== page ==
The next day, first thing after breakfast, I grab my gear and head out to the Jorrvaskr training yard. If yesterday’s hunting trip demonstrated anything, it’s that I definitely need to practice my hunting skills. The last thing I want is to be at the mercy of another malevolent moose.
I was hoping I’d have the yard to myself, but several of the Companions are here ahead of me — specifically Farkas, Vilkas, and Skjor. I haven’t seen much of Skjor yet as he seems to keep to himself, but he’s one of the elders and very much respected within the ranks. Great. So now most of the veteran Companions are about to witness my ineptitude with basic weaponry. I almost turn around and go right back inside, but that’s not going to help me next time I have to face down an angry beast.
Before I turn in, Farkas offers me some work for the following day: intimidate someone who’s been causing trouble in Whiterun. He doesn’t get more specific than that, other than to tell me the name of my target. Naturally it’s someone I haven’t met, so I pretty much know nothing else. I accept the job, of course. Wouldn’t do to refuse my very first assignment (especially in front of Farkas!) and it seems I have to build some status with the Companions before I’m considered to be one of them. I might be in, for now, but it’s apparent I’m on trial.
The next day I’m off to get the job done. I’m feeling pretty confident — after all, I shamed the farmer into helping that weird little guy with the cart, right? So I just have to do whatever it was I did before. No problem. This so-called troublemaker will be putty in my hands.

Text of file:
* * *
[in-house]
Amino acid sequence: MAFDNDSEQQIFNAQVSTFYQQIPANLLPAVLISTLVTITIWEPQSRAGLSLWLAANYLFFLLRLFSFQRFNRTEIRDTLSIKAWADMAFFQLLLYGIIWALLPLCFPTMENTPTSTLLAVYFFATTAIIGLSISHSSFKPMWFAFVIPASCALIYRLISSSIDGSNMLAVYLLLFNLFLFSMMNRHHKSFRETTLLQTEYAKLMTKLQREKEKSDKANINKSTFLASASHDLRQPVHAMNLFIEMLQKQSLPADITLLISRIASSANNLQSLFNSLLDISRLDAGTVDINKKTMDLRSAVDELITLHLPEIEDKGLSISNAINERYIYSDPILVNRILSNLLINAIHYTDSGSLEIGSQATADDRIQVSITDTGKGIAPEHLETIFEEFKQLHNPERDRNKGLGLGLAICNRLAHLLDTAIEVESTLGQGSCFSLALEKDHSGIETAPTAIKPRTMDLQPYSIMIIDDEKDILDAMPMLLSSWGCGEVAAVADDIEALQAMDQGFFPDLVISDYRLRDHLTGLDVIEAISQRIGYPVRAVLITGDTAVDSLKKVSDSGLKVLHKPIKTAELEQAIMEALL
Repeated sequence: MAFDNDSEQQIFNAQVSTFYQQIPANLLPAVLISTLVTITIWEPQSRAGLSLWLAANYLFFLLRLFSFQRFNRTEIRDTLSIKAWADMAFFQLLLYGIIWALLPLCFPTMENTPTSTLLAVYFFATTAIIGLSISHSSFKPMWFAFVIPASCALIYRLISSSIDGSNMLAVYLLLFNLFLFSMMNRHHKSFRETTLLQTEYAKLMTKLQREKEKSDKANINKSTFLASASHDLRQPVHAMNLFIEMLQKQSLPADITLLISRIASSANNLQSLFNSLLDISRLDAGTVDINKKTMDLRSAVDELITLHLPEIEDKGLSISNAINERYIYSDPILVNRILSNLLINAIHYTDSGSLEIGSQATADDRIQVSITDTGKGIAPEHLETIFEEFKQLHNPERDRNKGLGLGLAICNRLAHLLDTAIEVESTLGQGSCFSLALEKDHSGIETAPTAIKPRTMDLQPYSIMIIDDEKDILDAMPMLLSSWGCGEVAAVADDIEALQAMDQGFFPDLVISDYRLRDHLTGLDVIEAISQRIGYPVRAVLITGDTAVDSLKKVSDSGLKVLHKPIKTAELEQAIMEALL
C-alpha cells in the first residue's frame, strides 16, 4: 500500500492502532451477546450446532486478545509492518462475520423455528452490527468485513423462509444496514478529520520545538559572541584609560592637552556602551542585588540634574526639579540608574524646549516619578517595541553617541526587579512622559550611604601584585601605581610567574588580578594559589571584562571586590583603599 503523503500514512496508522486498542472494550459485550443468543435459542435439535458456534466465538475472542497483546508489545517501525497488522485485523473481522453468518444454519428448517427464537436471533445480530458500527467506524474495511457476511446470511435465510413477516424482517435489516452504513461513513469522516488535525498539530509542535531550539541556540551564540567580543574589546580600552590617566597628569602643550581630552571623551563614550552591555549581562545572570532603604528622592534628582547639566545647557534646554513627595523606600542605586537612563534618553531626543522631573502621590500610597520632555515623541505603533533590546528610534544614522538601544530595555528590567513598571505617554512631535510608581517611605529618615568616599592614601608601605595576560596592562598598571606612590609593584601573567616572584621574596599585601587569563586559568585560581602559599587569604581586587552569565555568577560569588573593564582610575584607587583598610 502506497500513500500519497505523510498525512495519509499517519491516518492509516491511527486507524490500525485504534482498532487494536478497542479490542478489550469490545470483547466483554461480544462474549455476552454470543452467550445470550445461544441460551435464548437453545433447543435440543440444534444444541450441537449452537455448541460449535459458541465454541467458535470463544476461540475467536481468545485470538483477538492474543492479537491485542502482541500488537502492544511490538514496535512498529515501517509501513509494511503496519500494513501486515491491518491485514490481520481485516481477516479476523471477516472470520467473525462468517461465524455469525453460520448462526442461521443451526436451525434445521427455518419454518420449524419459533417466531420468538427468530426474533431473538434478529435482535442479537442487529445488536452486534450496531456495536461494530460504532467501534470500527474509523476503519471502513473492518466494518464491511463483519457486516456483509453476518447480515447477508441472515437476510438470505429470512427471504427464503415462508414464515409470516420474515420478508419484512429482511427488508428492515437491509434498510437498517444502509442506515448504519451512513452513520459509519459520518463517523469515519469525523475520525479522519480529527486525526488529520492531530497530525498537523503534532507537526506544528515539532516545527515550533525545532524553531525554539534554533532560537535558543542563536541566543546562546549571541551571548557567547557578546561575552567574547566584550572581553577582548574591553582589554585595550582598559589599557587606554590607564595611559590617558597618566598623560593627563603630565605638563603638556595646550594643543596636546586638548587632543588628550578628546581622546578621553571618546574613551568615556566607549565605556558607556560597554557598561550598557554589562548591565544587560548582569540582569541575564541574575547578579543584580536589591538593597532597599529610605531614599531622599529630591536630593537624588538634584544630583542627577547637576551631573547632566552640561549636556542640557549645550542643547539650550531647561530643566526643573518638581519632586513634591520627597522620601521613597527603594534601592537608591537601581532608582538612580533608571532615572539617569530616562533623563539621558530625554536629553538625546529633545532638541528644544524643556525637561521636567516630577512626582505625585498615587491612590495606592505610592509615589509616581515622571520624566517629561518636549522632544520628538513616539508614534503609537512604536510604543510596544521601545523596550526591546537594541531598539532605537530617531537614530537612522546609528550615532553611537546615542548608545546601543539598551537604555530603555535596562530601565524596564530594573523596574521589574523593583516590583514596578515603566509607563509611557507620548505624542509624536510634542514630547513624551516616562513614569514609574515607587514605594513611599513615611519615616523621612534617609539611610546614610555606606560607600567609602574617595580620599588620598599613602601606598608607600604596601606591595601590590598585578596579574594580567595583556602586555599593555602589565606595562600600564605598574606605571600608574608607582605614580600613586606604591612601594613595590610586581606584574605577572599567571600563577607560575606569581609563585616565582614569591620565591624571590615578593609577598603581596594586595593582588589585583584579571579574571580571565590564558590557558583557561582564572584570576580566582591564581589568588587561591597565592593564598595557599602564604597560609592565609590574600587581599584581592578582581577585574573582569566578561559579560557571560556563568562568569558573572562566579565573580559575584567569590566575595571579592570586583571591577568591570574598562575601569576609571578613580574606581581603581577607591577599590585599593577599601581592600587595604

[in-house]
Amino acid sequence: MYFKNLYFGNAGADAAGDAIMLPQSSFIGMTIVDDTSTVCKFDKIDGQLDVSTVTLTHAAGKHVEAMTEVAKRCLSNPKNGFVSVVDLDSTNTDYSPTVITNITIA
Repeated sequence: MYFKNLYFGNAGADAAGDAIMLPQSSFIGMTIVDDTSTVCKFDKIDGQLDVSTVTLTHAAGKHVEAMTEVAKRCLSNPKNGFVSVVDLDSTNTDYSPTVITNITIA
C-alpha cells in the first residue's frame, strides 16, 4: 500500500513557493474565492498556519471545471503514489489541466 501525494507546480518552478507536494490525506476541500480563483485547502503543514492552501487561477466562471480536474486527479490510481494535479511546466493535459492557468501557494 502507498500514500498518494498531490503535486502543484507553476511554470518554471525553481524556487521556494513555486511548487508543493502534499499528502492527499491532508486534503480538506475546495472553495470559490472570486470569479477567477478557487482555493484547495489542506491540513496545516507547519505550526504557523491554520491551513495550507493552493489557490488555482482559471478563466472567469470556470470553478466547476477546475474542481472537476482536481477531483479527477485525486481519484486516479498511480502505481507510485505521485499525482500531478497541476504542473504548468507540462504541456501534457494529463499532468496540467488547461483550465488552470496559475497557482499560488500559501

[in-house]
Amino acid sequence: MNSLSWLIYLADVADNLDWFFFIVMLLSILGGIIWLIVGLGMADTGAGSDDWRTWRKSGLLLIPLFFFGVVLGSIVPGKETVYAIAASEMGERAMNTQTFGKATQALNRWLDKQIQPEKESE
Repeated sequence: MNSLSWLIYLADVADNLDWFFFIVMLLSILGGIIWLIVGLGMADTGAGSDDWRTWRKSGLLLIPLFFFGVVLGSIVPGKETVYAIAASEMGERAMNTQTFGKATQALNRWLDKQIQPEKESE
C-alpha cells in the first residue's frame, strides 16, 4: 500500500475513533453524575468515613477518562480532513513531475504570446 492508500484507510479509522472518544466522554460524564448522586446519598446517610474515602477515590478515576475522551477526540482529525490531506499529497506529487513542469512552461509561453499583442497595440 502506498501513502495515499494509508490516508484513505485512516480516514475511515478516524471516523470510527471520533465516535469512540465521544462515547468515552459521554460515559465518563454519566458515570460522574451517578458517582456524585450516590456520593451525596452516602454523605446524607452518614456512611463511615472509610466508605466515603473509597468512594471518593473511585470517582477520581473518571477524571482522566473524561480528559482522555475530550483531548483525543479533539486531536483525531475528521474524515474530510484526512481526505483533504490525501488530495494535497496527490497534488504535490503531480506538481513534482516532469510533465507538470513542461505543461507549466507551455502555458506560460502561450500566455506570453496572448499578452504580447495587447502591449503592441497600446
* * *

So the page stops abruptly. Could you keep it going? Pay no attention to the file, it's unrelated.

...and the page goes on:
I follow my new friends, the Companions, toward the city gates. The approach to Whiterun looks fairly impressive — stone walls, banners, fortifications, and a massive peaked structure towering over it all. There are plenty of guards stationed everywhere, but that makes sense given that there’s a war on.
There’s also a small camp of Khajiit traders outside the city walls, but that also makes sense. Very few people trust the Khajiit, with their smooth oily voices and quick tricky claws, and therefore they’re rarely allowed inside the cities. It also doesn’t help that moon sugar originates from their homeland — and moon sugar’s primary use is to create skooma.
Ohh my head. I knew I shouldn’t have had that extra bottle of mead… wait… where’d the carriage go?
Last thing I remember, I was on a hired carriage from Riften with several cases of Black-Briar mead. It was supposed to be the return trip of a long journey from my pub in High Rock, the Drunken Horker. Last week, my business partner Roddy noticed we were low on mead, and with more people joining the war every day, we definitely needed all the booze we could get to keep our patrons happy. Unfortunately all the local pubs were having the same problem we were, and there was little mead to be had from our usual suppliers. The border towns weren’t any better off.
So like an idiot, I volunteered to travel into Skyrim and buy up several cases of Black-Briar mead from the owner of the meadery herself, Maven Black-Briar. I knew I was in for an unpleasantly long trip, but the upside is that we could sell the mead at a premium and make a profit. The negotiations with Maven were a right pain in the arse, but we finally settled on a reasonable price, and the hired carriage was filled to the top with cases of good premium mead. I was looking forward to going home and getting out of this benighted frozen wasteland.